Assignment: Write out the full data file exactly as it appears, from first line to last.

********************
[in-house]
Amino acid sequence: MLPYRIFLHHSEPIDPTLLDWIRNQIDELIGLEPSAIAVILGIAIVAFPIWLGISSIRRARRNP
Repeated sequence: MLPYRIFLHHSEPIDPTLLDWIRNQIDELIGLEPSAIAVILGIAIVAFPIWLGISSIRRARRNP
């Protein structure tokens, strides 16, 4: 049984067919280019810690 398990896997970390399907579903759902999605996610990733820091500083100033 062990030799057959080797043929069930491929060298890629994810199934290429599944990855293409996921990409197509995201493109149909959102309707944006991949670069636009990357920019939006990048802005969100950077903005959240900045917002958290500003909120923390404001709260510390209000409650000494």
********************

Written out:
[in-house]
Amino acid sequence: MLPYRIFLHHSEPIDPTLLDWIRNQIDELIGLEPSAIAVILGIAIVAFPIWLGISSIRRARRNP
Repeated sequence: MLPYRIFLHHSEPIDPTLLDWIRNQIDELIGLEPSAIAVILGIAIVAFPIWLGISSIRRARRNP
């Protein structure tokens, strides 16, 4: 049984067919280019810690 398990896997970390399907579903759902999605996610990733820091500083100033 062990030799057959080797043929069930491929060298890629994810199934290429599944990855293409996921990409197509995201493109149909959102309707944006991949670069636009990357920019939006990048802005969100950077903005959240900045917002958290500003909120923390404001709260510390209000409650000494």